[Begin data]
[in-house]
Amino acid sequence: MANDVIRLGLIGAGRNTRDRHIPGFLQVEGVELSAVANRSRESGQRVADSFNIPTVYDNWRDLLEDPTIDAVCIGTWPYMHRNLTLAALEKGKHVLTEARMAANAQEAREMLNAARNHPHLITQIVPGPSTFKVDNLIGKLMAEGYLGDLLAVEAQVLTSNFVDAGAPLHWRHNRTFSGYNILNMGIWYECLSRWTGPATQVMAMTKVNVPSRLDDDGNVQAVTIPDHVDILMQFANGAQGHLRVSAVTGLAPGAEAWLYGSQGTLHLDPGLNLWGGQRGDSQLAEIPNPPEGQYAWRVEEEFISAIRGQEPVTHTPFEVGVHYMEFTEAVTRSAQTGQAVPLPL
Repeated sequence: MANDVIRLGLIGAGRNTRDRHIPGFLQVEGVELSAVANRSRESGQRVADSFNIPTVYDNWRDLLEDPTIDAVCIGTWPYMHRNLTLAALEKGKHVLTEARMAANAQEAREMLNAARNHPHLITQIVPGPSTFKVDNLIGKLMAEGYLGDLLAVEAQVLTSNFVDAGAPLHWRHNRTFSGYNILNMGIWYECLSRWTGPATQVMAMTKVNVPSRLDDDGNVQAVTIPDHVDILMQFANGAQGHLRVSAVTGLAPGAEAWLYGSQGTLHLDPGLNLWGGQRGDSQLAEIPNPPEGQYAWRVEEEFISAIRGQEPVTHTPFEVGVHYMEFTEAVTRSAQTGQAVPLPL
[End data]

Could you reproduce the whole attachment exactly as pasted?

[in-house]
Amino acid sequence: MANDVIRLGLIGAGRNTRDRHIPGFLQVEGVELSAVANRSRESGQRVADSFNIPTVYDNWRDLLEDPTIDAVCIGTWPYMHRNLTLAALEKGKHVLTEARMAANAQEAREMLNAARNHPHLITQIVPGPSTFKVDNLIGKLMAEGYLGDLLAVEAQVLTSNFVDAGAPLHWRHNRTFSGYNILNMGIWYECLSRWTGPATQVMAMTKVNVPSRLDDDGNVQAVTIPDHVDILMQFANGAQGHLRVSAVTGLAPGAEAWLYGSQGTLHLDPGLNLWGGQRGDSQLAEIPNPPEGQYAWRVEEEFISAIRGQEPVTHTPFEVGVHYMEFTEAVTRSAQTGQAVPLPL
Repeated sequence: MANDVIRLGLIGAGRNTRDRHIPGFLQVEGVELSAVANRSRESGQRVADSFNIPTVYDNWRDLLEDPTIDAVCIGTWPYMHRNLTLAALEKGKHVLTEARMAANAQEAREMLNAARNHPHLITQIVPGPSTFKVDNLIGKLMAEGYLGDLLAVEAQVLTSNFVDAGAPLHWRHNRTFSGYNILNMGIWYECLSRWTGPATQVMAMTKVNVPSRLDDDGNVQAVTIPDHVDILMQFANGAQGHLRVSAVTGLAPGAEAWLYGSQGTLHLDPGLNLWGGQRGDSQLAEIPNPPEGQYAWRVEEEFISAIRGQEPVTHTPFEVGVHYMEFTEAVTRSAQTGQAVPLPL